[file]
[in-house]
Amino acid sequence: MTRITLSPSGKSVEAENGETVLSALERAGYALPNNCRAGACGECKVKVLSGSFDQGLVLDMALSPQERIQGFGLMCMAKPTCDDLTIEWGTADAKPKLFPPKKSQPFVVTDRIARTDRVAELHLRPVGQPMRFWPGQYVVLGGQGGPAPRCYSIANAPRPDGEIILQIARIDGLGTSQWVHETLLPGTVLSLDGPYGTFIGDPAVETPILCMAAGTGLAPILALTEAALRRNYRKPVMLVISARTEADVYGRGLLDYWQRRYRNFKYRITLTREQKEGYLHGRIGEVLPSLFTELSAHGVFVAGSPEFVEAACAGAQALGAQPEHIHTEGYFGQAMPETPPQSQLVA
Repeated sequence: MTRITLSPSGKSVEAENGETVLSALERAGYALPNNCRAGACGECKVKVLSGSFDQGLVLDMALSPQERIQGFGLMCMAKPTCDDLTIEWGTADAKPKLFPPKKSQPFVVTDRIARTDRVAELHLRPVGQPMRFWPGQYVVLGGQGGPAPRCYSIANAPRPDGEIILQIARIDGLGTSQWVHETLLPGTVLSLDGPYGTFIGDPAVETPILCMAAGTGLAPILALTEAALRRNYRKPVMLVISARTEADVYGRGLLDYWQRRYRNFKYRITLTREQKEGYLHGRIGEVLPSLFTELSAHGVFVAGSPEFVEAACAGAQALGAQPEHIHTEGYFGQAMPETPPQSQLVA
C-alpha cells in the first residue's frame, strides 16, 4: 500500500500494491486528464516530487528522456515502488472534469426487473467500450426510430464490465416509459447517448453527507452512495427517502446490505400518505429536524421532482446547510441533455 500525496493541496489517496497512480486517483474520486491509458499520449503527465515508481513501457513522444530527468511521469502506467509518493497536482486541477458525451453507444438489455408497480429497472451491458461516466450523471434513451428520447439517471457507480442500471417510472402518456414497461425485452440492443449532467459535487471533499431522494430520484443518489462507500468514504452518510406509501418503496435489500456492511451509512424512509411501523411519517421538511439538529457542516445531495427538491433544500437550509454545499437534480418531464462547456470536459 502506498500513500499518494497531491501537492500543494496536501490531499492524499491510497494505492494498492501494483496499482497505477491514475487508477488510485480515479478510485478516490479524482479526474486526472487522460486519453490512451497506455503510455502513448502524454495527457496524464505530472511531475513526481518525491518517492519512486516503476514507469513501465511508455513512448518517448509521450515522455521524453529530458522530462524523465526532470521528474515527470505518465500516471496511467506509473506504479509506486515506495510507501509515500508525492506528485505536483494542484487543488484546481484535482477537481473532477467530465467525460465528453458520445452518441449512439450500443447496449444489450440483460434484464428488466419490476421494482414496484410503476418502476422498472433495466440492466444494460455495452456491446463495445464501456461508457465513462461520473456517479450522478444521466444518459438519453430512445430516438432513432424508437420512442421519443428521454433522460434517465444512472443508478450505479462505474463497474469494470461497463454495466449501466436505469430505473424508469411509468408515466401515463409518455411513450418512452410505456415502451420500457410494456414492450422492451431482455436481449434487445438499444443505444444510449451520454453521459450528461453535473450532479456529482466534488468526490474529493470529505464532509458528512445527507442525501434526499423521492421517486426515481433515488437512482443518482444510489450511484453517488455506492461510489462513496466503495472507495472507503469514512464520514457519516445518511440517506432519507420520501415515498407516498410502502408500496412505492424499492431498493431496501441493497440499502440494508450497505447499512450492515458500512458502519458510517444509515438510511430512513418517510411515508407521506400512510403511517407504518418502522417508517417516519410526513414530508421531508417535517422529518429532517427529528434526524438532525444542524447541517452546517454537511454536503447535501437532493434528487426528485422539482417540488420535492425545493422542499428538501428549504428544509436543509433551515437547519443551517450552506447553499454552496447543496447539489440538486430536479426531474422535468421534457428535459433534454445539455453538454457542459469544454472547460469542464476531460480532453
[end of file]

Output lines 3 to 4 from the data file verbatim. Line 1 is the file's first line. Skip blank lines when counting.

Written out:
Repeated sequence: MTRITLSPSGKSVEAENGETVLSALERAGYALPNNCRAGACGECKVKVLSGSFDQGLVLDMALSPQERIQGFGLMCMAKPTCDDLTIEWGTADAKPKLFPPKKSQPFVVTDRIARTDRVAELHLRPVGQPMRFWPGQYVVLGGQGGPAPRCYSIANAPRPDGEIILQIARIDGLGTSQWVHETLLPGTVLSLDGPYGTFIGDPAVETPILCMAAGTGLAPILALTEAALRRNYRKPVMLVISARTEADVYGRGLLDYWQRRYRNFKYRITLTREQKEGYLHGRIGEVLPSLFTELSAHGVFVAGSPEFVEAACAGAQALGAQPEHIHTEGYFGQAMPETPPQSQLVA
C-alpha cells in the first residue's frame, strides 16, 4: 500500500500494491486528464516530487528522456515502488472534469426487473467500450426510430464490465416509459447517448453527507452512495427517502446490505400518505429536524421532482446547510441533455 500525496493541496489517496497512480486517483474520486491509458499520449503527465515508481513501457513522444530527468511521469502506467509518493497536482486541477458525451453507444438489455408497480429497472451491458461516466450523471434513451428520447439517471457507480442500471417510472402518456414497461425485452440492443449532467459535487471533499431522494430520484443518489462507500468514504452518510406509501418503496435489500456492511451509512424512509411501523411519517421538511439538529457542516445531495427538491433544500437550509454545499437534480418531464462547456470536459 502506498500513500499518494497531491501537492500543494496536501490531499492524499491510497494505492494498492501494483496499482497505477491514475487508477488510485480515479478510485478516490479524482479526474486526472487522460486519453490512451497506455503510455502513448502524454495527457496524464505530472511531475513526481518525491518517492519512486516503476514507469513501465511508455513512448518517448509521450515522455521524453529530458522530462524523465526532470521528474515527470505518465500516471496511467506509473506504479509506486515506495510507501509515500508525492506528485505536483494542484487543488484546481484535482477537481473532477467530465467525460465528453458520445452518441449512439450500443447496449444489450440483460434484464428488466419490476421494482414496484410503476418502476422498472433495466440492466444494460455495452456491446463495445464501456461508457465513462461520473456517479450522478444521466444518459438519453430512445430516438432513432424508437420512442421519443428521454433522460434517465444512472443508478450505479462505474463497474469494470461497463454495466449501466436505469430505473424508469411509468408515466401515463409518455411513450418512452410505456415502451420500457410494456414492450422492451431482455436481449434487445438499444443505444444510449451520454453521459450528461453535473450532479456529482466534488468526490474529493470529505464532509458528512445527507442525501434526499423521492421517486426515481433515488437512482443518482444510489450511484453517488455506492461510489462513496466503495472507495472507503469514512464520514457519516445518511440517506432519507420520501415515498407516498410502502408500496412505492424499492431498493431496501441493497440499502440494508450497505447499512450492515458500512458502519458510517444509515438510511430512513418517510411515508407521506400512510403511517407504518418502522417508517417516519410526513414530508421531508417535517422529518429532517427529528434526524438532525444542524447541517452546517454537511454536503447535501437532493434528487426528485422539482417540488420535492425545493422542499428538501428549504428544509436543509433551515437547519443551517450552506447553499454552496447543496447539489440538486430536479426531474422535468421534457428535459433534454445539455453538454457542459469544454472547460469542464476531460480532453